Beginning Sunday, June 8, and running through Wednesday, June 11, First Methodist Mansfield will be hosting the Central Texas Annual Conference. Annual Conference begins Sunday night with a special worship service at 7:00 p.m. in our Sanctuary and continues with gatherings all day Monday, Tuesday and Wednesday, including a special Service of Ordination on Tuesday night which our choir and orchestra will be an important part of. There will be well over 1,000 delegates, pastors and church leaders on campus each of those days.
In fact, pastors and delegates from 320 churches will fill up our campus, celebrating in worship, mobilizing in mission and strategizing for a new year. The Annual Conference is the core event of the United Methodist Church. It is an honor for First Methodist Mansfield to be hosting this important gathering. We hope that our church not only can be a host but also an inspiration for hundreds of pastors and churches.
One of the things that make this possible is our church family. We not only provide the space, but we also provide volunteers. We have many signed up to serve. As always, I am proud of First Methodist Mansfield and our dedicated family so willing to open up our church and community to a big piece of the church in Texas. Please join with me in praying that this Annual Conference meets the goals of uniting the church around the United Methodist mission of “making disciples of Jesus Christ for the transformation of the world.”
For those who have volunteered, may I remind you that there is a meeting tonight, Wednesday, in the Chapel at 6:00 p.m. to communicate the details and expectations of volunteering at Annual Conference. If you need to know more, you can email Leslie Waldson.
Here is my attempt at a list of five of the dumbest hobbies in the world: the rock, paper, scissors championship; paper airplane throwing contest; world stone-skipping championship; national staring contest; and even the Pooh stick championship (before you wonder what that is, it is from Winnie the Pooh). There is pretty much an unlimited number of ways people can spend their time.
I have often said that the Devil wants us to believe that something is nothing and nothing is something. The idea is that if he can get us to believe that something important is not, then we will let it slide. And if he can get us to believe that something unimportant is, that we will allow that to monopolize our time and dominate our lives.
This can make us unavailable for the kingdom and lead to the Christian wasting his or her life. Don’t waste your life.
If in the temptation in the wilderness the Devil could have gotten Jesus to think that his relationship with God and his mission were not important and that turning stones into bread and the pleasures of the world’s kingdoms were important, then the mission and purpose of Jesus would have been sabotaged.
In the year 2013, the average American spent more than five hours a day on the internet or using cell phones. In that same year, the average American watched more than 4½ hours of television.
One of the favorite responses people give when asked how things have been going is “busy.” I sometimes wonder how busy I really am. I watch TV. I mess with social media and surf the internet on occasion.
Here’s my point.
If we ruthlessly get rid of the “nothings” in our lives, we will have an enormous amount of time for the “somethings.” And the good news, I get to decide what those “nothings” are, as well as the “somethings” — the relationships, the causes, the necessities and the faith I profess.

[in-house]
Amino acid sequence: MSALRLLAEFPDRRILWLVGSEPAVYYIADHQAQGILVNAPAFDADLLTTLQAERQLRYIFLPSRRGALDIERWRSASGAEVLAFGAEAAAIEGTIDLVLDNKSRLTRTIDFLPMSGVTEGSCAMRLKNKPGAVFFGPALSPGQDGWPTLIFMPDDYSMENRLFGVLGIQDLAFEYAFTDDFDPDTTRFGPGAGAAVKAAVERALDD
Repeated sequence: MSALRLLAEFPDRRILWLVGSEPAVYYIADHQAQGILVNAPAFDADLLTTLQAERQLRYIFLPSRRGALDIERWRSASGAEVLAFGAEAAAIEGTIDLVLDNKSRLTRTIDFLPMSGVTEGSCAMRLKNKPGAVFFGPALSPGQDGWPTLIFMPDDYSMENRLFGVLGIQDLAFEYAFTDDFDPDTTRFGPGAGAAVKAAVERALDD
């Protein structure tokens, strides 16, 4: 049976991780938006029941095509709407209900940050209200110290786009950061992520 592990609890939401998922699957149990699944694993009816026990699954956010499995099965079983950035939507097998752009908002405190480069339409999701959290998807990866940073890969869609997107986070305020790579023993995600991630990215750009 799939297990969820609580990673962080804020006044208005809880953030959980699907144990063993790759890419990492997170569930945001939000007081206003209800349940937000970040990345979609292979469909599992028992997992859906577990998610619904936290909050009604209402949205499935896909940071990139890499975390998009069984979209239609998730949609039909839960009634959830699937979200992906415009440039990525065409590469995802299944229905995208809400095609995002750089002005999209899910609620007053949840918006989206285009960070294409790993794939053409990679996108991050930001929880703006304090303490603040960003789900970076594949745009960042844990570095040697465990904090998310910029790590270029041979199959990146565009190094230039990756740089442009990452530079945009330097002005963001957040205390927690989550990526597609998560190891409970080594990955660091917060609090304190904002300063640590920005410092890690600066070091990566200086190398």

We often talk about life being too short — the days not long enough, the week going by too fast. In reality, we have far more time and life than we realize if we ruthlessly rooted out the “nothings” from our lives. I think we would be amazed at the time we then had for the “somethings.”
Like many of us I have strong political, social, and religious opinions. These rise from how I think, how I feel, and what I have learned in my life, and hopefully opinions that reflect my faith as a Christian and pastor. I would, of course, have strong opinions about the health care reform bill recently passed and the process that led to it being signed into law.
Now let me first offer a quote from Paul Brown, a Duke University Graduate school student:
“Sisters and brothers, our unity is grounded in Christ—not in the details of health care reform, as a Church that includes both Hillary Clinton and George W. Bush as members, we are free to disagree on various social issues, but remain united in one Lord, one faith, and one baptism.”
What Connects the Church is our relationship with Jesus Christ and our commitment to serve Him, uniquely at first Methodist; “Making disciples of Jesus Christ, who will love God, love others, and serve the world!” Which ever side of this recent process each of us may light on, and the few that might wander somewhere in the middle, nothing changes when it comes to the mission of the Church and nothing changes when it comes to our responsibility to love God, live His way, and serve Him in the world. I pray that we always reflect Jesus Christ in grace, understanding, and even forgiveness (both receiving and giving).
- Personally, I think that people who can take care of themselves should. Self-respect and personal responsibility is a Christian virtue. A person, family, and even a nation are strengthened when this virtue is highlighted and celebrated.
- Secondly, I think a Christian society should somehow care for the poor and the disadvantaged, the elderly and the children. A society that neglects the least, the last, and the lost in their midst, especially in a time of affluence has abandoned a Christian virtue that is as core as Jesus’ basic teaching.
- Thirdly, I don’t believe that political process are the way the Church has been challenged by biblical faith to change the world. We change the world by making courageous, compassionate, faithful disciples of Jesus Christ.
I also think, because of the Christian underpinnings of America, that these virtues are core to what America is about, even to what it is to be an American, values that have set this nation apart since its inception, and even in our most difficult times won out, such as overcoming the depression without chaos unlike many other nations, and addressing Civil Rights clearly and decisively even though belatedly. Programs of Social Security and Medicare have long provided help for the elderly during the seasons many could no longer care for themselves. When we add, as I think, that the United Methodist Church is the most American of churches, this idea of caring for the least, the last, and the lost, and yet also living in courage, self-respect, and personal responsibly (called personal holiness) define who we are.